Searching for Holy Cookies

These secret nun cookies are so protected they seem like illicit desserts!

I am a cookie connoisseur and I search out the desserts in each of my destinations (France still holds the cookie crown, by a landslide). I was super psyched when I was doing research for my friend Jen’s visit and I read about a secret cookie distribution operation at El Convento de Corpus Christi, a 17th century convent located in the heart of historic Madrid. Few websites had information about the spot, so all I knew was that nuns sold cookies there, in a back entry way.

As soon as Jen arrived I told her we needed to visit the nuns for some Holy Desserts. Luckily, she is an “up for anything” traveler and was eager to accompany me on my escapades.

We got to the convent’s square and couldn’t find any entrance that said, “cookies” and or “bakery” and there was not another soul around. I had expected a line but there were only 10 foot, wooden, monastic doors and, being the non-Catholics that we are, we were scared to ring a bell. What if the sound overpowered a church service?

The convent square has none of the markings for the bakery for which we were looking! It took quite a bit of courage to ring one of these doorbells! FYI, the correct entrance is all the way back, towards the right.

Jen looks so saintly with her bag of cookies in front of one of the unmarked doors surrounding the cookie exchange room.

Luckily a friendly neighbor sensed our hesitation and rang the doorbell for us. A nun came on the intercom and started chattering in a rush Spanish I didn’t understand a word of.   Finally she stopped.  “Vendes galletas?” I asked, quite hesitantly. The buzzer sounded and the cut little nun voice went on and on with directions.  Jen and I cautiously walked in and up the stairs. We heard the nun’s voice getting frantic through the intercom and realized we were going the wrong way. We re-routed and headed through narrow hallways to a back room with a small wooden door containing a lazy susan, so the nuns could deliver cookies without showing their face.

There was also a menu. In this convent, the Hieronimus nuns make traditional sweets such as almond biscuits, tocinillos de cielo (creamy egg yolk and sugar dessert, topped with caramel), Sherry mantecados (soft lard biscuits) or naranjines (orange sweets).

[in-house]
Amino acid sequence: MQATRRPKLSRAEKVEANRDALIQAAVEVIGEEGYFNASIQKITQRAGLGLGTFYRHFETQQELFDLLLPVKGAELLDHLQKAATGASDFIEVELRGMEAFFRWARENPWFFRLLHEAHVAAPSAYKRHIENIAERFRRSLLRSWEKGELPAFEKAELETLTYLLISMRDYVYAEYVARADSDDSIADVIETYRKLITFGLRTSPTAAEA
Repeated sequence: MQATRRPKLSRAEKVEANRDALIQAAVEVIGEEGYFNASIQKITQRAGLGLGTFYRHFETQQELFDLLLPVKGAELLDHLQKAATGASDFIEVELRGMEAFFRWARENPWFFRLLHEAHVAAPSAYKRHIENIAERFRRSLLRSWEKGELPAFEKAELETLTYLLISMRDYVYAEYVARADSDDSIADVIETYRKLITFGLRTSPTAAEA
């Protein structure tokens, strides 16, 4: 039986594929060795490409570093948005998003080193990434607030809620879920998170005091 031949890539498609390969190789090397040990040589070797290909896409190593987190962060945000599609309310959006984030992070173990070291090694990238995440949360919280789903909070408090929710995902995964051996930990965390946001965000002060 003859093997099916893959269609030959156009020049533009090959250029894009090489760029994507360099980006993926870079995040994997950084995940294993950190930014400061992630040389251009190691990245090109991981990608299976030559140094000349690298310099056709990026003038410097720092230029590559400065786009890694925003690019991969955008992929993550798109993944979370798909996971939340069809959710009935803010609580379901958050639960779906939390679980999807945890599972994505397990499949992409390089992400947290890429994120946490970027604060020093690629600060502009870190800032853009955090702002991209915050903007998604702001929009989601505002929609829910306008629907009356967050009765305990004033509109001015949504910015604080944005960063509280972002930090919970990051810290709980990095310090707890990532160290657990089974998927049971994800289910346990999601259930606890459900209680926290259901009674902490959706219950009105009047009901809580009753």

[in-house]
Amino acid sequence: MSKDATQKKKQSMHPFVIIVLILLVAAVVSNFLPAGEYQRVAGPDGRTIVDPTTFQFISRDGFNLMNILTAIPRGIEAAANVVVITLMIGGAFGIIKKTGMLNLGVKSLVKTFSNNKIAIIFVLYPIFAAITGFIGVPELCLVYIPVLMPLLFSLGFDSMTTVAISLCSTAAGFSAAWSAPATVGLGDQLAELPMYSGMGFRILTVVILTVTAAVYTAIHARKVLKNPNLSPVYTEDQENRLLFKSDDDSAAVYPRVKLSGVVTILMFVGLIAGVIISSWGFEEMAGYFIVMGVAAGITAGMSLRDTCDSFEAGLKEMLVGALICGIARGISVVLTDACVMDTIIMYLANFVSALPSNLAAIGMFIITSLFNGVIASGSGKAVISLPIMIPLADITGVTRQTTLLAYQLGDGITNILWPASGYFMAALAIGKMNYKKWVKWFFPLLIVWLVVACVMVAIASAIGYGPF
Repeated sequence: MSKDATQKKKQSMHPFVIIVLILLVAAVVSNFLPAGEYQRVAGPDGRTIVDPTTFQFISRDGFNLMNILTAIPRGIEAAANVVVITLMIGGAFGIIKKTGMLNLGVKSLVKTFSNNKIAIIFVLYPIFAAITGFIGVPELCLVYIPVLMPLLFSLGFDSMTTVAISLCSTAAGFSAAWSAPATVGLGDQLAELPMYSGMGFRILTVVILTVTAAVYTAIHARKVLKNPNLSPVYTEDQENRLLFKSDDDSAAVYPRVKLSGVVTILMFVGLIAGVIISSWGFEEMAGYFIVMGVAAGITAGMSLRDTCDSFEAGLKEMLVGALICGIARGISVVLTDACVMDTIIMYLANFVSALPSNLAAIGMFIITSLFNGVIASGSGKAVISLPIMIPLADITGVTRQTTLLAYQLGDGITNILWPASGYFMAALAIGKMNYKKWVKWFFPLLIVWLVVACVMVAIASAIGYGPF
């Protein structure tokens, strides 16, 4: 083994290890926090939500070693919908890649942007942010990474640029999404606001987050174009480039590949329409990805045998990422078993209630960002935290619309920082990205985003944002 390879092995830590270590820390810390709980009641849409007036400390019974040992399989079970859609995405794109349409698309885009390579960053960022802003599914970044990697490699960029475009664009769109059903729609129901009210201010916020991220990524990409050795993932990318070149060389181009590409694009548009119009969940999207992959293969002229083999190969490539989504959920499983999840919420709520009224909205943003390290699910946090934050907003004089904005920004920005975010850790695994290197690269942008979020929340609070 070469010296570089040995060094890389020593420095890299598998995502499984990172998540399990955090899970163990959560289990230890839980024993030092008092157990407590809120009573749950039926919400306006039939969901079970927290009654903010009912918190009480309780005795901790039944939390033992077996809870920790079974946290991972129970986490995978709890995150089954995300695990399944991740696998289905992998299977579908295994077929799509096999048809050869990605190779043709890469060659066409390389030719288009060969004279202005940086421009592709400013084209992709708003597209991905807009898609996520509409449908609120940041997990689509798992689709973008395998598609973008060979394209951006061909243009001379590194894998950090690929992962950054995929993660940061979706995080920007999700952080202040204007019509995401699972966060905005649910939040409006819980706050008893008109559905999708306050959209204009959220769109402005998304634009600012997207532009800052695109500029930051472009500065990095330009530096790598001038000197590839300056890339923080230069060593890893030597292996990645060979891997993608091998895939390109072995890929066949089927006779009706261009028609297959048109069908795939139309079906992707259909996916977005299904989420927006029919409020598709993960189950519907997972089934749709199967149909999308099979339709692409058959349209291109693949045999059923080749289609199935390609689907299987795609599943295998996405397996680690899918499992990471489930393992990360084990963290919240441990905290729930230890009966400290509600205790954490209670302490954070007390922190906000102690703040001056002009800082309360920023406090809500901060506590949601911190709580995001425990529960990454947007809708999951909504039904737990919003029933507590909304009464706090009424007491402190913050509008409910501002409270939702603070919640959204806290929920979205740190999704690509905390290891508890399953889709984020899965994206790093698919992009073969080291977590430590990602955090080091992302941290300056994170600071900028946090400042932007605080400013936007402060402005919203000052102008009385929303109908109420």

We requested the naranjines and two seconds later a bag of cookies rotated around to us. We put 6 euro (blessed desserts aren’t cheap!) in its place and the nun swung it around, said thank you and good-bye.

Removing my treats from the nun's secret cookie distribution center.

It was an impersonal exchange and I felt like I was making an illegal drug deal in a convent — I liked that. We had solved the mystery and found the nuns and their goodies! It made the cookies even sweeter.

Fyi, they sell their pastries from 09:30 to 13:00 and from 16:00 to 18:30. I recommend checking it out.

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About sistersbailey

We are Perrin and Sarah Bailey, collectively known as “The Sisters Bailey”. The moniker was born out of a crazy weekend at the 2009 New Orleans Jazz Fest and it was the first time we had ever been referred to as one unit. We grew up in Alexandria, VA together and then separated for college - Perrin to The University of Pennsylvania and Sarah to Northwestern University – and somehow landed together in New York after graduation. It was in the midst of the hustle of Manhattan that we became friends for the first time in years. Somehow we landed jobs in the same industry - Sarah worked in marketing at HBO and Perrin managed creative digital promotions for her media agency’s main client, Disney - just three blocks from one another. One day we decided to leave our jobs, sell our belongings and travel abroad with a backpack and a collective savings of $10K. The stories of our continuing adventures and those of other fearless travelers are here to inspire you.
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